We’ve had some staffing changes here at EDINA. Robbie Ireland left to join the BBC in an exciting new role, and Celia Jenkins has taken over as Project Officer for SafeNet. Welcome, Celia!
Happy New Year! As well as being the first blog post of the year, this is my first blog post as the new SafeNet Project Officer. These are exciting times for SafeNet, so I am thrilled to now be part of the team.
This is not my first experience of working with serials. I have been working as SUNCAT Bibliographic Assistant in EDINA for seven years. How time flies! SUNCAT is a Serials Union Catalogue for the UK research community, delivered by on behalf of Jisc. As part of this job I process and check the bibliographic data sent to us by over 100 UK libraries, plus CONSER, ISSN and the Directory of Open Access Journals (DOAJ). I was also previously a Research Assistant with Professor Charles Oppenheim and Dr Steve Probets (at Loughborough University), working on a joint project with Bill Hubbard of SHERPA (based at the University of Nottingham) to improve the coverage and functionality of the SHERPA/RoMEO database. This involved analysing publishers’ Copyright Transfer Agreements using a specially created controlled vocabulary. This work was part of the Jisc/SURF ‘Partnering on Copyright’ programme, which had the aim of providing information and help to those involved with open access and scholarly communications, focusing on balanced approaches in copyright for achieving optimal access to scholarly information through open access.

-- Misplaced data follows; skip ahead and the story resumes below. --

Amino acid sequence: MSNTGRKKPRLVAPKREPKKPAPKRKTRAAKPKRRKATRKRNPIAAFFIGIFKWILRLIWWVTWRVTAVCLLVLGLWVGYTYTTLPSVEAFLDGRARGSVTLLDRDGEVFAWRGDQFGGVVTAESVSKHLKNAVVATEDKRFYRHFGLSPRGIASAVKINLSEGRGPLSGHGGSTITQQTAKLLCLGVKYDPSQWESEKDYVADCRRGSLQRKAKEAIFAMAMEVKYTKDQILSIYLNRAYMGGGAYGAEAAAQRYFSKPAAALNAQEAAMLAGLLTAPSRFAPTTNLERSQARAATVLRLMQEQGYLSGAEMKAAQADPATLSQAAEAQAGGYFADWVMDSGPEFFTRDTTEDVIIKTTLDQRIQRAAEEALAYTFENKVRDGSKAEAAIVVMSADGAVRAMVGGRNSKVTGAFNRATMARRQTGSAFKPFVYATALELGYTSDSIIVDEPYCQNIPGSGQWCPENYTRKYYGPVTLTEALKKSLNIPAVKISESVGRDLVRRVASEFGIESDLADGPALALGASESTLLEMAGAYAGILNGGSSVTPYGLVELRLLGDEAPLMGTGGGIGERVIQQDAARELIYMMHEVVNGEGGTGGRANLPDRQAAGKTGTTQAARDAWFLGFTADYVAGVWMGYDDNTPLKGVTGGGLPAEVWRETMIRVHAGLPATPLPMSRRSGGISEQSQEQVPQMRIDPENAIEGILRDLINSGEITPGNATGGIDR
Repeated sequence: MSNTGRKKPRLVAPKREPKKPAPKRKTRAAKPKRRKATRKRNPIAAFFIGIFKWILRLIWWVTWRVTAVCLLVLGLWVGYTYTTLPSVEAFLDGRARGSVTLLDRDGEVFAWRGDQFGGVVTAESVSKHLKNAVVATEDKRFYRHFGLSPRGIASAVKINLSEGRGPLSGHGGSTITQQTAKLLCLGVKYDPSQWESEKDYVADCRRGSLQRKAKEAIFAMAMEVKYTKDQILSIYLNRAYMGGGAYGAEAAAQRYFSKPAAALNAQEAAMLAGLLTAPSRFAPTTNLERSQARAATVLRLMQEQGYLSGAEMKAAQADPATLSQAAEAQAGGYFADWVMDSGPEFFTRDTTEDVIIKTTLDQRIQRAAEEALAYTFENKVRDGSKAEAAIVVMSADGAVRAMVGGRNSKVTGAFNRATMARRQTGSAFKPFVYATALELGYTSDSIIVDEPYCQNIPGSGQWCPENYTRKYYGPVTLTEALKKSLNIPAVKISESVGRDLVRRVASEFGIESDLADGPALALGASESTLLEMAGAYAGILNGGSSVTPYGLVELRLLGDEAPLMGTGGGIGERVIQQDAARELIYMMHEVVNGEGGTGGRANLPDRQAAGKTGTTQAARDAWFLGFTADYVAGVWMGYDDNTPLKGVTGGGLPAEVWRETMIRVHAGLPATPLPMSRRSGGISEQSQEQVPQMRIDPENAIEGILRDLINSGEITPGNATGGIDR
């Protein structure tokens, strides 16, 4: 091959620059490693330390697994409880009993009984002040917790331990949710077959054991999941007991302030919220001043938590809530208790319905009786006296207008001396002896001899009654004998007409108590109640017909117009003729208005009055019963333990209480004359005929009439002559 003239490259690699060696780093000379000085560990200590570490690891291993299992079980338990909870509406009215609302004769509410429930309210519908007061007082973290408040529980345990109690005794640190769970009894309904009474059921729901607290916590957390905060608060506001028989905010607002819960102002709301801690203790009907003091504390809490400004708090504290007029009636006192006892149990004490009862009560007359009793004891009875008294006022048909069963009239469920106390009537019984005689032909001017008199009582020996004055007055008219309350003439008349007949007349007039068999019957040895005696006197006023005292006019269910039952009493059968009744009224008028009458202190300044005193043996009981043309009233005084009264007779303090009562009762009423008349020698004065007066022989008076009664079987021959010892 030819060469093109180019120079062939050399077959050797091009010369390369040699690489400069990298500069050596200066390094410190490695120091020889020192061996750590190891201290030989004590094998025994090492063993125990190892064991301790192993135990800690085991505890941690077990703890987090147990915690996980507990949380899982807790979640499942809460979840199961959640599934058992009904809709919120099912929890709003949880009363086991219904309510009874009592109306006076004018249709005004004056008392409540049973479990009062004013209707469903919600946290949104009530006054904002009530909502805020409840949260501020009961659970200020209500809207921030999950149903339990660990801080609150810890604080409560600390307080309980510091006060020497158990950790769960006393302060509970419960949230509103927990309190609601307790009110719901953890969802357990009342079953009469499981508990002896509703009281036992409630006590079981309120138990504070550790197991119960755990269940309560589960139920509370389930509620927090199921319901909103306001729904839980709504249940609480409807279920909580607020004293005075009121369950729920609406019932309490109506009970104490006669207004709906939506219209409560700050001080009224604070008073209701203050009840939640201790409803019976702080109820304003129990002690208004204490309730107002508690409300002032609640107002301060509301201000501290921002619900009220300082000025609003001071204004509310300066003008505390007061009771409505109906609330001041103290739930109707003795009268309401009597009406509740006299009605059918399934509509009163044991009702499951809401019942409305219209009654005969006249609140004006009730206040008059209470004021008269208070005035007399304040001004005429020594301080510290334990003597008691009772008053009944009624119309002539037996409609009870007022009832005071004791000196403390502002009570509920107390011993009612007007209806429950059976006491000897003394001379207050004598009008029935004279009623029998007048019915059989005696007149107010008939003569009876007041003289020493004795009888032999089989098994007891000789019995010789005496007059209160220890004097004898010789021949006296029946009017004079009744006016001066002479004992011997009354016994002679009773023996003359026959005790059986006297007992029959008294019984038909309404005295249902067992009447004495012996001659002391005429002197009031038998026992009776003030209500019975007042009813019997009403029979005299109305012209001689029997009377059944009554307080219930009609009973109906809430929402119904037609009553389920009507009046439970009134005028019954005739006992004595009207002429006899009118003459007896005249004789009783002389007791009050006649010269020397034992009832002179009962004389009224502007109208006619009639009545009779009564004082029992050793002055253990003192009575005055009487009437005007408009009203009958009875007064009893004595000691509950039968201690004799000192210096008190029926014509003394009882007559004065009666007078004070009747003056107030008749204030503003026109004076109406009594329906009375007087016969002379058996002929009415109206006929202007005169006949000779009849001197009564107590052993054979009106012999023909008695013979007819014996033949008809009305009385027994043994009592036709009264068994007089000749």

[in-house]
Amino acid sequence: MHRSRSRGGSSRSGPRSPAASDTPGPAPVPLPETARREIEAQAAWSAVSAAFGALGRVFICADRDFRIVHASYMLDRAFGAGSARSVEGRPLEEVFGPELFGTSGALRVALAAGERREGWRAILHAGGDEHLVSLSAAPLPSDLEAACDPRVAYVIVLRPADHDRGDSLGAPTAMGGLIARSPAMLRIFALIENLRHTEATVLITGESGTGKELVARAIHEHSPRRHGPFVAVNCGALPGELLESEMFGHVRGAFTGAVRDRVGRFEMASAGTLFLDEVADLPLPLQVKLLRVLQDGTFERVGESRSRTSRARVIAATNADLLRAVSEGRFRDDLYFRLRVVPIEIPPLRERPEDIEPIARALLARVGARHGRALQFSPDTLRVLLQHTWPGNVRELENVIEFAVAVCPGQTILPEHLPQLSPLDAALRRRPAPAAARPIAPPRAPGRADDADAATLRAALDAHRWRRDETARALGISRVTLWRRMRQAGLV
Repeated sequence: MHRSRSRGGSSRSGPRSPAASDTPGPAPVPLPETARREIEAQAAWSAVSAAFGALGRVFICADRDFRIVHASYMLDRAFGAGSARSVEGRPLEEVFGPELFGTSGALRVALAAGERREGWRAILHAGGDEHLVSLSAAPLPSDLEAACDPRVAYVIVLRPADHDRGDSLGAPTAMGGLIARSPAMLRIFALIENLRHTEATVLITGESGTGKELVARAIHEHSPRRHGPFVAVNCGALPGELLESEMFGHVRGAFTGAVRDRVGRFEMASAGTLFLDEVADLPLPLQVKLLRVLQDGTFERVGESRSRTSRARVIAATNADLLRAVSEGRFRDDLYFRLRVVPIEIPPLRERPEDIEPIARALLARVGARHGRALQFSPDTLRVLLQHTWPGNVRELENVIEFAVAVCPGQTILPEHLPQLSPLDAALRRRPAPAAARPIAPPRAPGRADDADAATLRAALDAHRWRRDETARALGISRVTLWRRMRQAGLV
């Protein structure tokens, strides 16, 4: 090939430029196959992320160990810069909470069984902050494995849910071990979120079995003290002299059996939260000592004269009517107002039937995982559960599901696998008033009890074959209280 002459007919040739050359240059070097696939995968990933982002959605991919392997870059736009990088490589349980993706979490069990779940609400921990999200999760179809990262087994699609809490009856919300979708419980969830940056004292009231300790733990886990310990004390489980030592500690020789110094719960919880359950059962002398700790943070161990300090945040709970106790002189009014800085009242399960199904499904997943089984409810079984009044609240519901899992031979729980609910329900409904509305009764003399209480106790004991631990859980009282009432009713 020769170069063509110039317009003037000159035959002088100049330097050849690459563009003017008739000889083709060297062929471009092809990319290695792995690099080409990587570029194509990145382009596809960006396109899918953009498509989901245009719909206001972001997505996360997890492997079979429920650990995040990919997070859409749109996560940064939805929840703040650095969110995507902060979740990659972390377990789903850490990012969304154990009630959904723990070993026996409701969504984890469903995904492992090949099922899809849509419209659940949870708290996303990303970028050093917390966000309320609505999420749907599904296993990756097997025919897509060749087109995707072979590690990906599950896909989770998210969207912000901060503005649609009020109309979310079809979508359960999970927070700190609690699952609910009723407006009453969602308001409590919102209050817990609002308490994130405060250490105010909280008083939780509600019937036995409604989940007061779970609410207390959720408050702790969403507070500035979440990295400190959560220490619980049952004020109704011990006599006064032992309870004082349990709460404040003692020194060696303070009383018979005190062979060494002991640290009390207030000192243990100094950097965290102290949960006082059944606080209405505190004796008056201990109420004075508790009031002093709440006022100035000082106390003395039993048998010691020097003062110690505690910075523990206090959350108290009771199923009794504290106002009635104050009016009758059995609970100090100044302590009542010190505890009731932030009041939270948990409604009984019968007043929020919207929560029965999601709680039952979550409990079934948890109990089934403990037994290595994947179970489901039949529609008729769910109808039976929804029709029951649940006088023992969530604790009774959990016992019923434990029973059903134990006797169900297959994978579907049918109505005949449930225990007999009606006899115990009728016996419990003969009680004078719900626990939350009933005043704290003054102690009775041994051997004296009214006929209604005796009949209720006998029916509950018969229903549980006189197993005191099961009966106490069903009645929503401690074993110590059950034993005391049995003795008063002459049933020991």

The Entitlement Registry: the authoritative key to SafeNet
Bergman’s Lock and Key. By Tom Harpel from Seattle, Washington, United States, 2004 (Flickr.com – image description page) [CC BY 2.0 (http://creativecommons.org/licenses/by/2.0)], via Wikimedia Commons.
It is clear that the Entitlement Registry is a core component of SafeNet. The overall aim of SafeNet is to ensure that the right people (authorised users) get the right information (full text content) at the right time (continual access), and so the right data to enable this is crucial. This is where the Entitlement Registry comes in.
The Entitlement Registry has two main functions:
1. To act as the source of authorisation to licensed content in the SafeNet Archive, thereby ensuring people get access to what they are entitled to.
2. To provide librarians with clear, concise and authoritative information on the entitlement rights that institution has to their subscribed content.
It will, therefore, need to contain a wide range of information: institution’s entitlement rights; the list of journals these rights pertain to; and evidence of these rights. Obtaining and processing such information to populate the Entitlement Registry is going to be a challenging task. It will require working closely with both publishers and libraries, collecting data from different sources and of varying quality.
Data needed for success